Hamba Mukwirikwiri 2017 Found plastic-weave bag, custom-made tartan fabric 65 x 70 cm
Who No Know Go Know 2017 Found plastic-weave bag, custom-made tartan fabric 65 x 70 cm
Plenty Sits Still Hunger is a Wanderer 2017 Found plastic-weave bag, custom-made tartan fabric 65 x 70 cm
The Past is a Foreign Country 2017 Found plastic-weave bag, custom-made tartan fabric 65 x 70 cm
We Come in Peace Seeking Gold and Slaves 2015 Found plastic-weave bag, custom-made tartan fabric
65 x 70 cm
Transnational Block 1 2014 Hand-woven ink-jet prints
64 x 90 cm
Transnational Block 2 2014 Hand-woven ink-jet prints
64 x 90 cm
Transnational Block 3 2014 Hand-woven ink-jet prints
64 x 90 cm
These cheap Chinese-made plastic-weave bags have become almost synonymous with refugees and poorer migrants the world over, much like the carpet- bags of centuries gone by. Today the movement of these people is as contentious as ever.
The bags are frequently named after the most common immigrant demographic in an area. They are colloquially dubbed things like: ‘Ghana Must Go’ bags in Nigeria, ‘Türken Koffer’ or ‘Polen Tasche’ in Germany, ‘Guyanese Samsonite’ in the Caribbean, ‘Bangladeshi Bag’ in the UK, and ‘Shangaan or Zimbabwe Bag’ in South Africa.
I have been working with these bags as a material in my art for some time. During a residency in Scotland I had Johnston’s of Elgin translate the pattern found on these bags into a high-end tartan fabric.
This series of 3 isometric cubes documents my process of working with this pattern. The isometric projection is a method for showing three-dimensional objects in technical and engineering drawings as well as in pixel art. These are building blocks or voxels for immigrants. They also bring to mind the isometric cubes of Sol LeWitt.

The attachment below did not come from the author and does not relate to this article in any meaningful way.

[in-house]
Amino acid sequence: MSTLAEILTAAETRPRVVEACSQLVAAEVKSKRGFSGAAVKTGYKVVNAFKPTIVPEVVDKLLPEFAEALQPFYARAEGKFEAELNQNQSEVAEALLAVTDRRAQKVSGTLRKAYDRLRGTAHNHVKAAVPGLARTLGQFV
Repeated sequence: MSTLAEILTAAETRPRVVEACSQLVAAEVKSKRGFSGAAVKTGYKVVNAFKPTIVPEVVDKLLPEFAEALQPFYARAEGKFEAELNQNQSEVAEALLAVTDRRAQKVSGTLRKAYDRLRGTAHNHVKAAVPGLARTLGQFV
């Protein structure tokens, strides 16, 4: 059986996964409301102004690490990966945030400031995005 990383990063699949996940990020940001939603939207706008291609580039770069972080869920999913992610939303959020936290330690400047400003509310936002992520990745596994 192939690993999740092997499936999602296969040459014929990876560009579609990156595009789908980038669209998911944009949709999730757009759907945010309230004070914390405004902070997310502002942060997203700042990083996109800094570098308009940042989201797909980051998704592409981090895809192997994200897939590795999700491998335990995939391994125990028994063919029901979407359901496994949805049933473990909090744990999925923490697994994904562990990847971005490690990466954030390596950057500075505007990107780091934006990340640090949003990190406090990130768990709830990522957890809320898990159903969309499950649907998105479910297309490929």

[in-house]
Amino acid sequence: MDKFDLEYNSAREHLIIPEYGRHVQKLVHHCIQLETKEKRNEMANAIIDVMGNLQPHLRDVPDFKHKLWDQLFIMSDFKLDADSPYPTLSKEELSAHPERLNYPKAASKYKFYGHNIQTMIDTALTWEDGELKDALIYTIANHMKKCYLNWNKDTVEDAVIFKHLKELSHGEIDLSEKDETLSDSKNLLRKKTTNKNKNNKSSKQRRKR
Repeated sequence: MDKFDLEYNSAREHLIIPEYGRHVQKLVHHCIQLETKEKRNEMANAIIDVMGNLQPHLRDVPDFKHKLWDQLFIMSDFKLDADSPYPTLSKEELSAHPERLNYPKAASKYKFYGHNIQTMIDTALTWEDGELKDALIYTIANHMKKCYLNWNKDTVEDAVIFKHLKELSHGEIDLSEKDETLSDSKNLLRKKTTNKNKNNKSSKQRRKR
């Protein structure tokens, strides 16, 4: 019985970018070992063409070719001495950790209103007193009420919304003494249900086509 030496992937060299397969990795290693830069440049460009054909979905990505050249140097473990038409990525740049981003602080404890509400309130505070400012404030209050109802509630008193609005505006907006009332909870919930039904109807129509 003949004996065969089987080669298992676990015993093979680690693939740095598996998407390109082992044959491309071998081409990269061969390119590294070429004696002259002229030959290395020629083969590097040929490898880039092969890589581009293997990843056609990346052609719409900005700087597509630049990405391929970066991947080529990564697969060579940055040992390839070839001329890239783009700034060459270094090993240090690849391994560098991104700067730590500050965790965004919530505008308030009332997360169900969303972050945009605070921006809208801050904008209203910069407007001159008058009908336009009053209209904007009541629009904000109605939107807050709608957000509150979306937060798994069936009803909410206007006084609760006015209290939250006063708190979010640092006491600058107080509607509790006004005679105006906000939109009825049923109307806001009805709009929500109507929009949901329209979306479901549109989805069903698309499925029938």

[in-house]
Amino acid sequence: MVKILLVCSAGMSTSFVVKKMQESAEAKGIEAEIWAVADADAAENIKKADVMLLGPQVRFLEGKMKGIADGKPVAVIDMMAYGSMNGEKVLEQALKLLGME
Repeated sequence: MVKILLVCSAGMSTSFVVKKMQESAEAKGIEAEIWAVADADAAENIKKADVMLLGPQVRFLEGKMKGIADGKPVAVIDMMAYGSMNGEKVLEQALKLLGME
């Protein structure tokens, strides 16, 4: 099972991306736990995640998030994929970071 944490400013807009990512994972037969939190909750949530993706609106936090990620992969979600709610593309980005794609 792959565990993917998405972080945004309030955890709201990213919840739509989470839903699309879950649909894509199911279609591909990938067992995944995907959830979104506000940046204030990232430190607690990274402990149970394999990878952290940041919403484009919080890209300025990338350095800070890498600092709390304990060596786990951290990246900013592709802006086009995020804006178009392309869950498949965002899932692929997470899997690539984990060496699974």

On two occasions during this residency, I was able to exhibit in the shop window of a gallery called Perla Mode, on Langstrasse, in a predominantly immigrant area in Zürich.
Untitled (Switzerland) 2008 30 plastic-weave bags
Space Invaders IV 2008 Swiss work permits for foreign nationals
Glenfiddich Residency in Dufftown, Scotland 2010
Having worked with the Chinese-made plastic-weave bags that have become synonymous with refugees around the world, I was interested in investigating the tartan pattern found on these bags. Furthermore I wanted to make connections between this and the famous Scottish tartan.
I commissioned Johnstons of Elgin, a well-known manufacturer of tartan in the area to help me to translate the cheap plastic-weave from the bags into a high-end tartan fabric – a refugee or immigrant tartan.
In the North East of Scotland there is a dialect called Doric, and a common expression is ‘furryboots ye fae?’ meaning ‘whereabouts are you from?’
So to personify the expression, and being a foreigner, I posed in some furry boots, a furry sporran made of seal fur, and a great kilt made from the immigrant tartan fabric in the centre of Dufftown.
I also worked on another project that involved using whisky barrels situated at Glenfiddich’s cask compound. These barrels come from the bourbon industry in America and the makers of sherry in Spain.
I painted 1020 of these barrels to create a large scale installation based on one repeat of the pattern in the bag’s weave. Using each barrel to form one stitch in the weave, I produced a massive version. Visible from an aerial perspective, this map could be seen by Google maps, and possibly by aliens not of this earth.
Johnstons of Elgin Tryptich Documentation of the translation of the bag pattern into a tartan fabric by Johnstons of Elgin. This was part of a project done during a residency at the Glenfiddich distillery in Dufftown, Scotland in 2010.
47 x 84 cm